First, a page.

• On November 12, 2016, for the only time in show history, a new episode, the last of Season 34's Veterans Week, aired on a Saturday due to widespread Election Day pre-emptions sliding back the rest of the week's episodes. This episode was not seen in much of the country due to most affiliates scheduling the episode to air immediately after College Football, which ran long and fully pre-empted Wheel. Several other affiliates do not air Wheel on weekends at all during the College Football season. The episode was never rerun, but one contestant managed to record most of it and uploaded it to You Tube.
    • Game Show Network's package of Season 31 reruns skipped six episodes for unknown reasons. The first of these six was an "America's Game"-themed episode with a Halloween set (despite the actual Halloween week having rerun), while the latter five consisted of the entire Beaches Resorts Family Week (even though its "America's Game" episode did rerun, as did all other sponsored weeks and now-outdated sweepstakes weeks with editing when necessary). The latter's exclusion is even more jarring considering that two weeks sponsored by Beaches' parent company, Sandals Resorts, aired on GSN without incident. To replace these six episodes, GSN's package included the last six episodes of Season 30.
    • Two weeks from Season 37 were pulled due to the COVID-19 outbreak and replaced with reruns from Season 36. The first was the week of March 30, designated "Carnival Week of Fun!", and the second was the week of April 13: "UK Getaway". The former aired the week of August 31 despite Carnival ceasing operations through at least September 30, and the latter aired on the week of August 3.
  • Name's the Same: There were two different categories called Fill In the Blank, the second debuting around January 1994. The two overlapped until December 9, when the original version was effectively renamed Next Line Please. While Fill In the Blank was retired around 2001, Next Line Please continued until April 17, 2008.
  • No Budget: Both daytime Wheel and the syndicated version have shown signs of budget problems.
    • Daytime Wheel became very cheap after moving to CBS in July 1989, abandoning shopping in favor of the "play for cash" format of the syndicated version. Rounds 1-2 had $50 and $75 return to the Wheel, and the top value in Round 4 was $1,250; the cost of vowels was lowered to $200 and then $100 to compensate. Bonus round prizes included subcompact cars and $5,000 cash, compared to nighttime prizes that rarely dipped below $20,000. To be fair, they got better: $50 and $75 were gone between August 24 and September 18, and larger prizes began to be offered.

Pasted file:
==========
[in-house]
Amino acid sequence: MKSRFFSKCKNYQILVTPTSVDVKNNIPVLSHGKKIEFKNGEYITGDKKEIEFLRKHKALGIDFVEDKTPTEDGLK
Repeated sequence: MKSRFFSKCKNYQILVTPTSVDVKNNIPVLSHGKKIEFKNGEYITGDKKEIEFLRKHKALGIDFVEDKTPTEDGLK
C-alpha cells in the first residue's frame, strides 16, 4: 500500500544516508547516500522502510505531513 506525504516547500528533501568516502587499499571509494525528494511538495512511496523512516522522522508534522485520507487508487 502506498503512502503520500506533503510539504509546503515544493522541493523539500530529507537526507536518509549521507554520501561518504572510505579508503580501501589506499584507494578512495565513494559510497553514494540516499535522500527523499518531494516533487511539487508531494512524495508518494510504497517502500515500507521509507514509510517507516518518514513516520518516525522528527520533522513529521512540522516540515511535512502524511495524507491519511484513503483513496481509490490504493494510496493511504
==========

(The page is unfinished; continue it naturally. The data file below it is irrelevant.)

• An early Season 1 syndicated episode had a very paltry (announced) $55,000 prize budget, which was about in the upper range of normal for the daytime show in late Summer 1983. A puzzle solver named Cindy took the show for $25,100 after she landed on $5,000 three times and solved "THE PEOPLE'S REPUBLIC OF CHINA" with still a good portion of the puzzle unrevealed … and given her luck, had she continued (by landing on $5,000 again) she could easily have won virtually every prize available on that day's show. Although there was at least one llate- show that had just $66,000 available, the prize budget was never that low again, with – by early in Season 2 – a majority of shows topping $100,000, and just about every one of the rest topping $90,000.
    • In the syndicated version, the top-dollar value has been made harder to access over time.
      • In Season 20, the second Bankrupt wedge was placed beside $3,500 in Round 3 while room was made for the Mystery wedges.
      • In Season 25, the same applies to Round 2, although this was no longer the case for the Jackpot wedge, which was retired in Season 31. An inversion occurred where it was swapped out for the new Express wedge, which allows contestants to keep calling letters in rapid-fire sequence without spinning again to rack up a quick amount of money and accelerate gameplay.
      • In Season 27, the second Bankrupt became permanent, making the $2,500 and $5,000 wedges harder to access.
    • For roughly half its life, the Jackpot Wedge was adjacent to Bankrupt. In Season 27, the wedge was moved to Round 1, further reducing the value of potential wins. The Jackpot Round was finally retired in Season 31 after its high win rate the previous season.
    • The decline in road shows. Themed episodes, such as Vegas and Disney, were at one point taped on location but since the early 2010s, they have been produced at home base with stripped down sets. Wheel had produced road shows at least once a year since Season 9 but stopped after Season 32.
    • In Season 33, the ½ Car tags were removed from Round 1 after the ½ Car had a high win rate the previous season. They also stopped appearing on weeks with married couples until Season 36. The tags were removed permanently in Season 37.
    • The show stopped giving out the $50,000 cash award to Sony Rewards card holders in Season 29. In Season 30, they switched to awarding a flat $5,000 to SPIN ID members, referred to as "$5K Every Day".